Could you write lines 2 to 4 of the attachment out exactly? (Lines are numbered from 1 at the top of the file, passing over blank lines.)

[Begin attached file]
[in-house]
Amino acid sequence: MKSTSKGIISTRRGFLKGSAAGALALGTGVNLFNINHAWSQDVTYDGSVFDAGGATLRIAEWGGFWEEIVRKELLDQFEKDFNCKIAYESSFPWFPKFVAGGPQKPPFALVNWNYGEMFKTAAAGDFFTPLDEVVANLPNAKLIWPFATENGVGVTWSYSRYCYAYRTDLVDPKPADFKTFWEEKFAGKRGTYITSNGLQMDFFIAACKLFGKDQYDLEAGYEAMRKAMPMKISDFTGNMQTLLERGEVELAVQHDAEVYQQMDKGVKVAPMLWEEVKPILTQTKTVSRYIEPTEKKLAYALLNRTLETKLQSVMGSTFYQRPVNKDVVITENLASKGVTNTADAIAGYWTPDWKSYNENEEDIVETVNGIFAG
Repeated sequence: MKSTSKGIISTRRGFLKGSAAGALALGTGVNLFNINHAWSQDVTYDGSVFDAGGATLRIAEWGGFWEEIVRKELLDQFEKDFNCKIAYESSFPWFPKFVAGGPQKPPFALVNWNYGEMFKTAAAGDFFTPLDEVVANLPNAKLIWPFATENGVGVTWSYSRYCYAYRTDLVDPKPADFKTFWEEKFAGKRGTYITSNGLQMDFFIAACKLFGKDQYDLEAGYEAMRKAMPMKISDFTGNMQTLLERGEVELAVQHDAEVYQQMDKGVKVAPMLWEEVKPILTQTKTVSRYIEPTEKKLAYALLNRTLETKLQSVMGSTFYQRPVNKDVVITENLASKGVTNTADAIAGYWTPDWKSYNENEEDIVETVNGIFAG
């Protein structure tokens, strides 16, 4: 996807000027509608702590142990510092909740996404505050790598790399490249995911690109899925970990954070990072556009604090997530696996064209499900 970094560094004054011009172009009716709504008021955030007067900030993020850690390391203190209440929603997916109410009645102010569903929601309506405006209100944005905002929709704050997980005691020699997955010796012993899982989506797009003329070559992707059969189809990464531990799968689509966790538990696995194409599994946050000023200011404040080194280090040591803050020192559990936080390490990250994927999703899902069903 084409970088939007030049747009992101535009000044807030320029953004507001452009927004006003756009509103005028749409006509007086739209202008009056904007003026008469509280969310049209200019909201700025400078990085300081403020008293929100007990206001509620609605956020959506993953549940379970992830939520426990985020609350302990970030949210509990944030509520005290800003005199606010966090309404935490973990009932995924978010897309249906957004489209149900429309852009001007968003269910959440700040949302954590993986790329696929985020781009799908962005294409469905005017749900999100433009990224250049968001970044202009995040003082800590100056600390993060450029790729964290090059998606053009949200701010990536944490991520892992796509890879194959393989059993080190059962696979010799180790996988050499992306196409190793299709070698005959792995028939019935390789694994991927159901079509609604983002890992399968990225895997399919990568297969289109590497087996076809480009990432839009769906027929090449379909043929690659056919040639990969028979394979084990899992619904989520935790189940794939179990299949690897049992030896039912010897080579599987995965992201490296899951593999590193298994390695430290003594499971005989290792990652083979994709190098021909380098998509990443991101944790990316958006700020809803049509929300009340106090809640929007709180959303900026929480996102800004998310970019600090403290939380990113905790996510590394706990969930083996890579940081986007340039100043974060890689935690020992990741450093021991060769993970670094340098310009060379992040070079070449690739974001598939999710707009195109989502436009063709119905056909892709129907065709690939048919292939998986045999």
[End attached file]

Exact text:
Amino acid sequence: MKSTSKGIISTRRGFLKGSAAGALALGTGVNLFNINHAWSQDVTYDGSVFDAGGATLRIAEWGGFWEEIVRKELLDQFEKDFNCKIAYESSFPWFPKFVAGGPQKPPFALVNWNYGEMFKTAAAGDFFTPLDEVVANLPNAKLIWPFATENGVGVTWSYSRYCYAYRTDLVDPKPADFKTFWEEKFAGKRGTYITSNGLQMDFFIAACKLFGKDQYDLEAGYEAMRKAMPMKISDFTGNMQTLLERGEVELAVQHDAEVYQQMDKGVKVAPMLWEEVKPILTQTKTVSRYIEPTEKKLAYALLNRTLETKLQSVMGSTFYQRPVNKDVVITENLASKGVTNTADAIAGYWTPDWKSYNENEEDIVETVNGIFAG
Repeated sequence: MKSTSKGIISTRRGFLKGSAAGALALGTGVNLFNINHAWSQDVTYDGSVFDAGGATLRIAEWGGFWEEIVRKELLDQFEKDFNCKIAYESSFPWFPKFVAGGPQKPPFALVNWNYGEMFKTAAAGDFFTPLDEVVANLPNAKLIWPFATENGVGVTWSYSRYCYAYRTDLVDPKPADFKTFWEEKFAGKRGTYITSNGLQMDFFIAACKLFGKDQYDLEAGYEAMRKAMPMKISDFTGNMQTLLERGEVELAVQHDAEVYQQMDKGVKVAPMLWEEVKPILTQTKTVSRYIEPTEKKLAYALLNRTLETKLQSVMGSTFYQRPVNKDVVITENLASKGVTNTADAIAGYWTPDWKSYNENEEDIVETVNGIFAG
């Protein structure tokens, strides 16, 4: 996807000027509608702590142990510092909740996404505050790598790399490249995911690109899925970990954070990072556009604090997530696996064209499900 970094560094004054011009172009009716709504008021955030007067900030993020850690390391203190209440929603997916109410009645102010569903929601309506405006209100944005905002929709704050997980005691020699997955010796012993899982989506797009003329070559992707059969189809990464531990799968689509966790538990696995194409599994946050000023200011404040080194280090040591803050020192559990936080390490990250994927999703899902069903 084409970088939007030049747009992101535009000044807030320029953004507001452009927004006003756009509103005028749409006509007086739209202008009056904007003026008469509280969310049209200019909201700025400078990085300081403020008293929100007990206001509620609605956020959506993953549940379970992830939520426990985020609350302990970030949210509990944030509520005290800003005199606010966090309404935490973990009932995924978010897309249906957004489209149900429309852009001007968003269910959440700040949302954590993986790329696929985020781009799908962005294409469905005017749900999100433009990224250049968001970044202009995040003082800590100056600390993060450029790729964290090059998606053009949200701010990536944490991520892992796509890879194959393989059993080190059962696979010799180790996988050499992306196409190793299709070698005959792995028939019935390789694994991927159901079509609604983002890992399968990225895997399919990568297969289109590497087996076809480009990432839009769906027929090449379909043929690659056919040639990969028979394979084990899992619904989520935790189940794939179990299949690897049992030896039912010897080579599987995965992201490296899951593999590193298994390695430290003594499971005989290792990652083979994709190098021909380098998509990443991101944790990316958006700020809803049509929300009340106090809640929007709180959303900026929480996102800004998310970019600090403290939380990113905790996510590394706990969930083996890579940081986007340039100043974060890689935690020992990741450093021991060769993970670094340098310009060379992040070079070449690739974001598939999710707009195109989502436009063709119905056909892709129907065709690939048919292939998986045999």